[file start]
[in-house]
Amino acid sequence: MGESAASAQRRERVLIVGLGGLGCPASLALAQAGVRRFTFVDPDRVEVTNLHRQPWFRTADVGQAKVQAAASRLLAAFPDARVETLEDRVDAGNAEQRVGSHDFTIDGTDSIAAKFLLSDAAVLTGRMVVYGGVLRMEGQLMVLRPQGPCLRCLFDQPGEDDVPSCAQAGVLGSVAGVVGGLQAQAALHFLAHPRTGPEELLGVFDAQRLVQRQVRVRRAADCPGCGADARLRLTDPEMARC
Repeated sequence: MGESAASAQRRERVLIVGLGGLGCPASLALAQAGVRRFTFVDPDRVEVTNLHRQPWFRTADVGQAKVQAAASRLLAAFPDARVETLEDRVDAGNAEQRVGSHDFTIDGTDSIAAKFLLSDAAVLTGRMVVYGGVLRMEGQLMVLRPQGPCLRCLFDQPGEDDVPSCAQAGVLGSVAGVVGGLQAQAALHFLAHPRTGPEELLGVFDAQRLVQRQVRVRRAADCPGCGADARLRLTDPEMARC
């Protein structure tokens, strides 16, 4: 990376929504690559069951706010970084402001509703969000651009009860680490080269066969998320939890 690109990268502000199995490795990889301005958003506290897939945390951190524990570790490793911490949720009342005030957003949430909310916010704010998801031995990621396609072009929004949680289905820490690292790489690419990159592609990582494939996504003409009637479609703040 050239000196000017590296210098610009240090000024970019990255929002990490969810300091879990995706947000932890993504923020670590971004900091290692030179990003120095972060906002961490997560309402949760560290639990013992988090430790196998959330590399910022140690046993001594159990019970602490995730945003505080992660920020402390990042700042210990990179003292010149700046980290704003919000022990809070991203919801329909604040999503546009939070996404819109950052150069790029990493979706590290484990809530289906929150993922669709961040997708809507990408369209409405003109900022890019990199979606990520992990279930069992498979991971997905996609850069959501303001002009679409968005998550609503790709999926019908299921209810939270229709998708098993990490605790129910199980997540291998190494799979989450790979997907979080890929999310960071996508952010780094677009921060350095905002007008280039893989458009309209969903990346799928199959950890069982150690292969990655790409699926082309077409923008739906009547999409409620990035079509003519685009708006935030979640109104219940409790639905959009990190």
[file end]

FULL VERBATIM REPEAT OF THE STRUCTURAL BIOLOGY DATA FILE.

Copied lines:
[in-house]
Amino acid sequence: MGESAASAQRRERVLIVGLGGLGCPASLALAQAGVRRFTFVDPDRVEVTNLHRQPWFRTADVGQAKVQAAASRLLAAFPDARVETLEDRVDAGNAEQRVGSHDFTIDGTDSIAAKFLLSDAAVLTGRMVVYGGVLRMEGQLMVLRPQGPCLRCLFDQPGEDDVPSCAQAGVLGSVAGVVGGLQAQAALHFLAHPRTGPEELLGVFDAQRLVQRQVRVRRAADCPGCGADARLRLTDPEMARC
Repeated sequence: MGESAASAQRRERVLIVGLGGLGCPASLALAQAGVRRFTFVDPDRVEVTNLHRQPWFRTADVGQAKVQAAASRLLAAFPDARVETLEDRVDAGNAEQRVGSHDFTIDGTDSIAAKFLLSDAAVLTGRMVVYGGVLRMEGQLMVLRPQGPCLRCLFDQPGEDDVPSCAQAGVLGSVAGVVGGLQAQAALHFLAHPRTGPEELLGVFDAQRLVQRQVRVRRAADCPGCGADARLRLTDPEMARC
């Protein structure tokens, strides 16, 4: 990376929504690559069951706010970084402001509703969000651009009860680490080269066969998320939890 690109990268502000199995490795990889301005958003506290897939945390951190524990570790490793911490949720009342005030957003949430909310916010704010998801031995990621396609072009929004949680289905820490690292790489690419990159592609990582494939996504003409009637479609703040 050239000196000017590296210098610009240090000024970019990255929002990490969810300091879990995706947000932890993504923020670590971004900091290692030179990003120095972060906002961490997560309402949760560290639990013992988090430790196998959330590399910022140690046993001594159990019970602490995730945003505080992660920020402390990042700042210990990179003292010149700046980290704003919000022990809070991203919801329909604040999503546009939070996404819109950052150069790029990493979706590290484990809530289906929150993922669709961040997708809507990408369209409405003109900022890019990199979606990520992990279930069992498979991971997905996609850069959501303001002009679409968005998550609503790709999926019908299921209810939270229709998708098993990490605790129910199980997540291998190494799979989450790979997907979080890929999310960071996508952010780094677009921060350095905002007008280039893989458009309209969903990346799928199959950890069982150690292969990655790409699926082309077409923008739906009547999409409620990035079509003519685009708006935030979640109104219940409790639905959009990190």